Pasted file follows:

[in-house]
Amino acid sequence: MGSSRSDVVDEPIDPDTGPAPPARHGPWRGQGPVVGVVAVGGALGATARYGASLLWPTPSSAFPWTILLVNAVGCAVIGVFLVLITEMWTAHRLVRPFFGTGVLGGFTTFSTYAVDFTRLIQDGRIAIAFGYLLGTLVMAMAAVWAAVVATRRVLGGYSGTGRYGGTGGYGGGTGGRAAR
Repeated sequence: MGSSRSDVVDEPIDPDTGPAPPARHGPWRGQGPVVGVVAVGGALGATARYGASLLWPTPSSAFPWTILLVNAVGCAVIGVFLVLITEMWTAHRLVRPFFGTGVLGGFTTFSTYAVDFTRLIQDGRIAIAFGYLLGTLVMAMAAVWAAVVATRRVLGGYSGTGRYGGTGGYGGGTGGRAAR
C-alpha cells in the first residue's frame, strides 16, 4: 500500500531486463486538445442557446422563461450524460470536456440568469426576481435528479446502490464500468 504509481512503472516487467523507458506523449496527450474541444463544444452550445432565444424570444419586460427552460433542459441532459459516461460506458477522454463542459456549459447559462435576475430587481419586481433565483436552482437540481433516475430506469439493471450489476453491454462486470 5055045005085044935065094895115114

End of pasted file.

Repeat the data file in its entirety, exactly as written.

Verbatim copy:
[in-house]
Amino acid sequence: MGSSRSDVVDEPIDPDTGPAPPARHGPWRGQGPVVGVVAVGGALGATARYGASLLWPTPSSAFPWTILLVNAVGCAVIGVFLVLITEMWTAHRLVRPFFGTGVLGGFTTFSTYAVDFTRLIQDGRIAIAFGYLLGTLVMAMAAVWAAVVATRRVLGGYSGTGRYGGTGGYGGGTGGRAAR
Repeated sequence: MGSSRSDVVDEPIDPDTGPAPPARHGPWRGQGPVVGVVAVGGALGATARYGASLLWPTPSSAFPWTILLVNAVGCAVIGVFLVLITEMWTAHRLVRPFFGTGVLGGFTTFSTYAVDFTRLIQDGRIAIAFGYLLGTLVMAMAAVWAAVVATRRVLGGYSGTGRYGGTGGYGGGTGGRAAR
C-alpha cells in the first residue's frame, strides 16, 4: 500500500531486463486538445442557446422563461450524460470536456440568469426576481435528479446502490464500468 504509481512503472516487467523507458506523449496527450474541444463544444452550445432565444424570444419586460427552460433542459441532459459516461460506458477522454463542459456549459447559462435576475430587481419586481433565483436552482437540481433516475430506469439493471450489476453491454462486470 5055045005085044935065094895115114